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Spotted Owl Critical Habitat likely to decrease

Published November 17th, 2020 in Conservation, News, UW Blogs

Link to Capital Press Article

Trump expected to reduce spotted owl critical habitat

The Trump administration will likely decrease the threatened Northern spotted owl’s critical habitat before the end of his first term, though the reduction may fall short of the timber industry’s hopes.

To comply with a legal settlement with timber interests, the U.S. Fish and Wildlife Service has proposed cutting the bird’s 9.5 million-acre critical habitat designation by more than 200,000 acres.

While environmental groups argue even this reduction would be excessive, the American Forest Resource Council — which represents timber companies — believes 2.7 million acres should be slashed from the owl’s critical habitat.

If the federal government doesn’t deviate much from 200,000 acres in the final revision, which is due in late December, “we’d be disappointed, particularly given the record we’ve put together,” said Lawson Fite, attorney with AFRC.

At this point, though, the organization is hopeful the Fish and Wildlife Service is still open to a steeper reduction to the owl’s designated critical habitat, which receives added protection under the Endangered Species Act.

“I think it was basically just trying to get the process started,” Fite said of the 200,000-acre proposal.

The AFRC is urging the federal government to exclude younger forest stands from the designation because they don’t currently serve as habitat for the owl, as well as certain “fire-prone dry forests” where habitat is vulnerable to burning.

“You get forests that get nuked and that doesn’t do owls any good,” Fite said.

Within “critical habitat” that’s not actually inhabited by spotted owls, unlogged timber would amount to $750 million to $1.2 billion in lost revenues over 20 years, according to an economic analysis commissioned by AFRC.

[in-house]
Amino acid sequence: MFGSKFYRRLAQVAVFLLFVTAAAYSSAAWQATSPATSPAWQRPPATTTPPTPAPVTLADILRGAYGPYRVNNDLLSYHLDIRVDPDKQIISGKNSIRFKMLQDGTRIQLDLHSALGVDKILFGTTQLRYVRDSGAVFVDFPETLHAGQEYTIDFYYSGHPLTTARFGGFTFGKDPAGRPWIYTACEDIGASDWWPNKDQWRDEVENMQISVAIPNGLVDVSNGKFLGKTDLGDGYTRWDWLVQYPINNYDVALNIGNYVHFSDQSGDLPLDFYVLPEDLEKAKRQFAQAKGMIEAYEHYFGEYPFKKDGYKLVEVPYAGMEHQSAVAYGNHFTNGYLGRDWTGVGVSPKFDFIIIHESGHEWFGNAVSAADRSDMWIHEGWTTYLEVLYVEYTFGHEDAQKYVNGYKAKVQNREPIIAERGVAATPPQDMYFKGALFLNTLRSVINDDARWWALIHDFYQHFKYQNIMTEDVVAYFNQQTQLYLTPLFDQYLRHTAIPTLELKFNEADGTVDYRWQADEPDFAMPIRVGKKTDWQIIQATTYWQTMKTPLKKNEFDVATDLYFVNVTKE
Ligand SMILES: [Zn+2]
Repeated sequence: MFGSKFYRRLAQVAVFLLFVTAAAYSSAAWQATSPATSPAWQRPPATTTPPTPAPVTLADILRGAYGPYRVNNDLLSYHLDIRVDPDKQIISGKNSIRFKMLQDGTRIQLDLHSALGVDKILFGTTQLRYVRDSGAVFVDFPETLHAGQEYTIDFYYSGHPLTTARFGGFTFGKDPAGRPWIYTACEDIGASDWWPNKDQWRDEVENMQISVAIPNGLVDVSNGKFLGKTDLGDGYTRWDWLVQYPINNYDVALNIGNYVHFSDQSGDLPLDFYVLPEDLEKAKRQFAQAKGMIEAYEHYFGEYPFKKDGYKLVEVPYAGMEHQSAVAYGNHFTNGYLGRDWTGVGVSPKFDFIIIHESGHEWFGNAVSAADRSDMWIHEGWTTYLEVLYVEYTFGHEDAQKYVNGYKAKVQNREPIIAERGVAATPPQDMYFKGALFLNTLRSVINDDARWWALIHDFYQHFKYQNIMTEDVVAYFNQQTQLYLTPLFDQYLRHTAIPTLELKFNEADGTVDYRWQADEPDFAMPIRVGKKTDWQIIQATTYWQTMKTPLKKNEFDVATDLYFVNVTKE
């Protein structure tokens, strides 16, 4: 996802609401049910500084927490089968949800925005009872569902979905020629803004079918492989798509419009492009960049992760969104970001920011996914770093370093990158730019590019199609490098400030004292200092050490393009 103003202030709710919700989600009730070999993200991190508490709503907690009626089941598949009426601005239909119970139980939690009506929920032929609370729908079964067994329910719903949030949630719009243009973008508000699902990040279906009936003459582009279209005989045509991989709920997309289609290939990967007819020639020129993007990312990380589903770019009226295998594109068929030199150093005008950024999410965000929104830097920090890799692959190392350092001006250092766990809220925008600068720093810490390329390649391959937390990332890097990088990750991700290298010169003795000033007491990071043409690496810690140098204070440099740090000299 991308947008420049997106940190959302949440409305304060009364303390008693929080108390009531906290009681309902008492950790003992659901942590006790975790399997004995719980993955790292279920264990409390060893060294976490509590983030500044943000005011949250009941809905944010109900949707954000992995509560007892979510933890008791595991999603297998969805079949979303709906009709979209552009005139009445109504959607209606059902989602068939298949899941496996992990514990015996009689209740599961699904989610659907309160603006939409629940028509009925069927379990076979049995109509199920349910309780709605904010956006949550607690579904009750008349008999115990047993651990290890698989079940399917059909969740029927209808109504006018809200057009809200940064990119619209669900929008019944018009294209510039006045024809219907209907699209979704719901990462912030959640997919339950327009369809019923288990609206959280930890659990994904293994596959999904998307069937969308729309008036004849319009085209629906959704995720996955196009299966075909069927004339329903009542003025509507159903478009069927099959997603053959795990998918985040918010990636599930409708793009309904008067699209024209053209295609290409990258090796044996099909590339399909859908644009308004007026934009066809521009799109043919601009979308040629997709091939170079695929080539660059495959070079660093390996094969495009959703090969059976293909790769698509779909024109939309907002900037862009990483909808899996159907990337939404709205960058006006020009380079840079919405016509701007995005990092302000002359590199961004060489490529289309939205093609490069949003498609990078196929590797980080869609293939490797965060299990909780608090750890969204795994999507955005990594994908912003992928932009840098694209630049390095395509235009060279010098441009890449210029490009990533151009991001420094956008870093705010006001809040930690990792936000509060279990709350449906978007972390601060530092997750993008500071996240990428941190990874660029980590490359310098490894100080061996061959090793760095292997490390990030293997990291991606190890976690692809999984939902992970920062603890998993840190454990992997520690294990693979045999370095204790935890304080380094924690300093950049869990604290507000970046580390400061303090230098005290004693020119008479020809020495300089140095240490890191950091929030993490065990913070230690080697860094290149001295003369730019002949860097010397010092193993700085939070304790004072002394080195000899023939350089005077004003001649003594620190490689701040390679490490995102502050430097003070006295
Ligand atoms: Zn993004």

Under a Supreme Court decision from 2018, the federal government cannot designate critical habitat for a species that it can’t actually occupy.

That ruling served as the catalyst for the legal settlement over spotted owl critical habitat between the Fish and Wildlife Service and timber groups earlier this year.

The group’s analysis determined that excluding the 2.7 million acres sought by AFRC — which would bring the owl’s critical habitat to its original 1992 designation — would increase gross domestic product by $100 million along the West Coast.

Reducing the critical habitat by that amount would also contribute to nearly 1,300 jobs and $66 million in worker wages in Oregon, Washington and California, where the spotted owl lives, according to AFRC’s study.

“We really dug into the data and economic impacts. We think it’s a good basis for exclusion,” Fite said.

The Center for Biological Diversity, which opposes the 200,000-acre critical habitat reduction, also expects the federal government will finish the revision before the end of Trump’s first term, said Ryan Adair Shannon, attorney for the environmental group.

No revisions to the spotted owl’s critical habitat are actually necessary, as the Fish and Wildlife Service determined the entire 9.5 million-acre designation is essential for the recovery of the species, Shannon said.

A coalition of environmental groups, including the Center for Biological Diversity, has warned the agency that its 200,000-acre reduction is “neither legal nor prudent” due to the accelerated decline of spotted owl populations.

Even so, the proposed revision is much smaller than a previous reduction by the Bush administration in 2008, which cut the critical habitat from 6.9 million acres to 5.3 million acres, Shannon said.

“That’s what they think they can get away with, based on the best available science,” he said of the currently proposed revision.

Timber interests should “not get too greedy” in asking for a significantly bigger reduction in critical habitat, since courts tend to look askance at such major changes between proposed and final rules, Shannon said.

Under federal law, a final regulation must be a “logical outgrowth” of the proposal, he said. “If it’s a complete 180 or a large expansion, that’s enough to set them up for a legal challenge.”

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